Iran’s restored space program launched solid-fueled rocket on Sunday

After six years of massive expenditures and lurid propaganda, Tehran shut down its troubled space program in 2015 but Iran’s President Ebrahim Raisi restored funding and Iranian state television showed a solid-fueled rocket launched into space on Sunday, drawing a rebuke from Washington ahead of the resumption of talks over the nuclear deal with world powers shattered by former President Donald Trump.

“The space industry is one of the economic drivers and in the near future will be part of the governance infrastructure in various areas of trade, economics, and security,” Raisi said less than one year ago. “Today, knowledge-based companies, industry, trade, agriculture and tourism can use space services for their development and growth in overcoming climate problems, including water shortages and dozens of other areas.”

Iran says its satellite program, like its nuclear activities, is aimed at scientific research and other civilian applications. The US and other Western countries have long been suspicious of the program because the same technology can be used to develop long-range missiles.

Ahmad Hosseini, spokesperson for the Defense Ministry’s space department, which oversaw the launch, said that the rocket is capable of carrying a 485-pound satellite.

Since Trump scrapped the international accords worked out during the administration of his Democratic predecessor, Tehran’s nuclear program has been racing ahead under decreasing international oversight.

Amid the rapidly escalating tensions between the U.S. and Iran, Biden weighed in charging that Trump increased the odds of a military confrontation by “walking away from diplomacy” with Tehran.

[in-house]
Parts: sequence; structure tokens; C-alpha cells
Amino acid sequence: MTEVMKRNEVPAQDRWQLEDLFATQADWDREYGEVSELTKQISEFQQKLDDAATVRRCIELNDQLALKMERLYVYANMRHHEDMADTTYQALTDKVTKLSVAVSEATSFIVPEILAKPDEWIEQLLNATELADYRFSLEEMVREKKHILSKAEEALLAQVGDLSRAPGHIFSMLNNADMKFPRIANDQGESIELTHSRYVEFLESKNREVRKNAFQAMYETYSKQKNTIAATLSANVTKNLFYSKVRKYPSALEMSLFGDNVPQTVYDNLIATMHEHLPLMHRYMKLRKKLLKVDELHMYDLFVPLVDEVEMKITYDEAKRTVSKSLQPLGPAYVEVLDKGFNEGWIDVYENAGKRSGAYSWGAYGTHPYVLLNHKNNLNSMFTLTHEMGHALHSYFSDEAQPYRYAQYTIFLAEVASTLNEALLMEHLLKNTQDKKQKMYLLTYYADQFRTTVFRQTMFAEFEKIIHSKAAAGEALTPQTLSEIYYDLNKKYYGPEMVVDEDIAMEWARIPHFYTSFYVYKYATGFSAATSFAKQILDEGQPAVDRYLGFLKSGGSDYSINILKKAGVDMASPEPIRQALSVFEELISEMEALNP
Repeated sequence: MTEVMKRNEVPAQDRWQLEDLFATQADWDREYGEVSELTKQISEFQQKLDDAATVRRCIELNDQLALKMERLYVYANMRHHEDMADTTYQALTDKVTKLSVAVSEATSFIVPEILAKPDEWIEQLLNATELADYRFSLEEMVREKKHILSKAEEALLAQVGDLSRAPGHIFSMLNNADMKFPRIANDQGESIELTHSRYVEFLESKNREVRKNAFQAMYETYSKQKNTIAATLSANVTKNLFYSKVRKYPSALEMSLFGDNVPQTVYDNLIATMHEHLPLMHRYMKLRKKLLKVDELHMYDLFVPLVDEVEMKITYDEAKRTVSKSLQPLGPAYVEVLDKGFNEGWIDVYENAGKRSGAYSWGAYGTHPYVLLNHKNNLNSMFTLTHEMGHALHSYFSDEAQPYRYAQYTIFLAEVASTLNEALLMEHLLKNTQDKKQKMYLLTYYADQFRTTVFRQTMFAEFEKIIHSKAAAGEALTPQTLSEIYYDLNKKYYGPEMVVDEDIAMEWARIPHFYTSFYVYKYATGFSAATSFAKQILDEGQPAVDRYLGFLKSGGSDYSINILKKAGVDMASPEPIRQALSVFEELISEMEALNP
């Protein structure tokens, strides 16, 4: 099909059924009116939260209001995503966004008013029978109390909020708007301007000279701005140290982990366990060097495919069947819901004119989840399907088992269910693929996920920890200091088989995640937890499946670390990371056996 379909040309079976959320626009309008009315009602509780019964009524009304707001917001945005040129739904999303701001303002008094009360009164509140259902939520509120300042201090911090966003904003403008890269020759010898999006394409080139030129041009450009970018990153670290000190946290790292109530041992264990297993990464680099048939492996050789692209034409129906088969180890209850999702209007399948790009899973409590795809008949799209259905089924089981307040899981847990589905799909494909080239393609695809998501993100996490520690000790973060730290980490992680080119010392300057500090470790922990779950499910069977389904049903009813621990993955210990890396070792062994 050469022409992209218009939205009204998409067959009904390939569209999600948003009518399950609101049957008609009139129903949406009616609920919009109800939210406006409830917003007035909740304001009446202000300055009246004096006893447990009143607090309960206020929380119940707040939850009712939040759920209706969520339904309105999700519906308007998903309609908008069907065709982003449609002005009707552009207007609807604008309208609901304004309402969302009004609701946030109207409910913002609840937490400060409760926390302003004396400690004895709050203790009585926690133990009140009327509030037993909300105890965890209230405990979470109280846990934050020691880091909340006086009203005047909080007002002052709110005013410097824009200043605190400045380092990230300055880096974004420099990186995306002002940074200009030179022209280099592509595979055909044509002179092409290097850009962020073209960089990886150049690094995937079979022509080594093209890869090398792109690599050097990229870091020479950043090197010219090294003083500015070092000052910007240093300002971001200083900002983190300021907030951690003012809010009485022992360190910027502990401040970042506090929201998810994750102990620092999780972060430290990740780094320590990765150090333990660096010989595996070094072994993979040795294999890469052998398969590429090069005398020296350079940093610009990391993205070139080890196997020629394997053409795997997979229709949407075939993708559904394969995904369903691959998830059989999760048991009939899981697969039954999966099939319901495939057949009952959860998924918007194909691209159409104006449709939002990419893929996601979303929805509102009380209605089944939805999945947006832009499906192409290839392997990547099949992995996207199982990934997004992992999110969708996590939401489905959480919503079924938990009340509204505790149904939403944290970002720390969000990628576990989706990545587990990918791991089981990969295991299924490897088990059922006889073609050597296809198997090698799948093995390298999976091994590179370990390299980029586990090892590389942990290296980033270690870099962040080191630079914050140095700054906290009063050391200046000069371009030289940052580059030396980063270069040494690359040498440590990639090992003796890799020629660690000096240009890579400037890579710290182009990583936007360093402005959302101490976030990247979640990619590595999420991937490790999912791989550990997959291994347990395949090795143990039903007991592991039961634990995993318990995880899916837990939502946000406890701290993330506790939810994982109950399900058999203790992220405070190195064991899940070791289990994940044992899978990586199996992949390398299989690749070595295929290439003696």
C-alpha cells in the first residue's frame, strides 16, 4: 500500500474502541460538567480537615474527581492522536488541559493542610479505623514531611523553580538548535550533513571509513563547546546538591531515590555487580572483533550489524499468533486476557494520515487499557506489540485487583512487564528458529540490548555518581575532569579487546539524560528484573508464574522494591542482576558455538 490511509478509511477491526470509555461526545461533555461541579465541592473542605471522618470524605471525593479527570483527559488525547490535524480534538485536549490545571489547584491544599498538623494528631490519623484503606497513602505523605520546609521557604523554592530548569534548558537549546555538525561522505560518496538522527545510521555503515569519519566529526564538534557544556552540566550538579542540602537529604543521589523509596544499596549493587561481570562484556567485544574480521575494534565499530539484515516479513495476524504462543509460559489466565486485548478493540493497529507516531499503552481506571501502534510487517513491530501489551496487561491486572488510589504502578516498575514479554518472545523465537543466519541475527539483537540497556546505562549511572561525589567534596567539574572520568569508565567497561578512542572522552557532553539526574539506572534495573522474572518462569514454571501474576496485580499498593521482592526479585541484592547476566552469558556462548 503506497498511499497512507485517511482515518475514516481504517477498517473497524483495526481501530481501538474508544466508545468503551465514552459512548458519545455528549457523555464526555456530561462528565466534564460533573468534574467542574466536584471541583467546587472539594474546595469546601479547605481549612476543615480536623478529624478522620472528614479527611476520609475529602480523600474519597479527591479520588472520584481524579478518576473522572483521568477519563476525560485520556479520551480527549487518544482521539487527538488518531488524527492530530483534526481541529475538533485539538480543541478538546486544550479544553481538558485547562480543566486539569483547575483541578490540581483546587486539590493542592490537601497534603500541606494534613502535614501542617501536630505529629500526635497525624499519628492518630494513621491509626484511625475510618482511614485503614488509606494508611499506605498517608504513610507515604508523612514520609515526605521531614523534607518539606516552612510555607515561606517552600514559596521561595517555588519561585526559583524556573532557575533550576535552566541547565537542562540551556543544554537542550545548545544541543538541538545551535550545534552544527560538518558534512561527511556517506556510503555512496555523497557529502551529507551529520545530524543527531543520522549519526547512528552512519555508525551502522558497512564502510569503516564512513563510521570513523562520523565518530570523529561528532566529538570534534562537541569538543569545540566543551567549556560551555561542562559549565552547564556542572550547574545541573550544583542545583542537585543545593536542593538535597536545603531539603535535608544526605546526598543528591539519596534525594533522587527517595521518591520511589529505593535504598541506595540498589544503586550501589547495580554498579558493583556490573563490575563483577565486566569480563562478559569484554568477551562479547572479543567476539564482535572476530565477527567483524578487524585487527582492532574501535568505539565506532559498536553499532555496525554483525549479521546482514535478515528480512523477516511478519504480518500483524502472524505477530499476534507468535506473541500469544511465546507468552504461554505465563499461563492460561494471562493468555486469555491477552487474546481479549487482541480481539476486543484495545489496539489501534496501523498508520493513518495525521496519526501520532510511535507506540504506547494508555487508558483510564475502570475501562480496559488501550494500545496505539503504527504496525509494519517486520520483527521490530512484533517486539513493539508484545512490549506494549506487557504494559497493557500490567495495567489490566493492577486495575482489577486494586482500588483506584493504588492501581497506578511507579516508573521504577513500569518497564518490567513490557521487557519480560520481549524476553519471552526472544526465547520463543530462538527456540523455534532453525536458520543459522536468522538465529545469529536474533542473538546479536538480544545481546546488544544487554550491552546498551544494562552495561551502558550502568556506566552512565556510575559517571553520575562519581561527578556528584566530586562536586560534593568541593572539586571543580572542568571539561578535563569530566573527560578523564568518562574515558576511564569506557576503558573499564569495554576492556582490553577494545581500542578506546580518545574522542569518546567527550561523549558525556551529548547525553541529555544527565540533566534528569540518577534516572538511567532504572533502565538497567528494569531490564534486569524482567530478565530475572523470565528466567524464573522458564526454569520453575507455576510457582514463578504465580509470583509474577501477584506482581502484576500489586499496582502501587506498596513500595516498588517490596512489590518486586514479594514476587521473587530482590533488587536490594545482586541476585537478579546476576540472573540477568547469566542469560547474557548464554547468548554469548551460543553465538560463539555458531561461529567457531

“Trump’s Iran strategy is a self-inflicted disaster,” said Biden.

More than a dozen national organizations sent a letter to President Biden on Friday urging him to show “leadership and political courage” and save the Iran nuclear agreement, saying it’s “perplexing” that he is allowing domestic politics to stand in the way of renewing a sound non-proliferation agreement.

“As organizations committed to diplomatically preventing a nuclear-armed Iran, we are incredibly concerned about the nonproliferation implications of this development,” the letter states. “Now more than ever, leadership and political courage are needed to prevent the complete death of the agreement and evade its likely consequences — war with Iran or a nuclear-armed Iran.”

The groups — which include J Street, Indivisible, and the Quincy Institute for Responsible Statecraft — note that Biden himself, and many senior officials in his administration, have previously stated that Trump’s withdrawal from the deal was a “disaster.” Some of these officials have also pointed out, the letter adds, that opponents of the deal pushed Trump to create domestic political poison pills — like designating Iran’s Islamic Revolutionary Guard Corps a terror group — for the specific purpose of making it difficult for any successor to re-enter the deal.

“This is why it is all the more perplexing that your administration has allowed this ‘political move’ to stand in the way of a strategically vital renewal of the JCPOA,” they write. “As you and your former colleagues in the Obama administration correctly made clear: Iran is a dangerous actor — but it will be all the more dangerous if it possesses nuclear weapons.”

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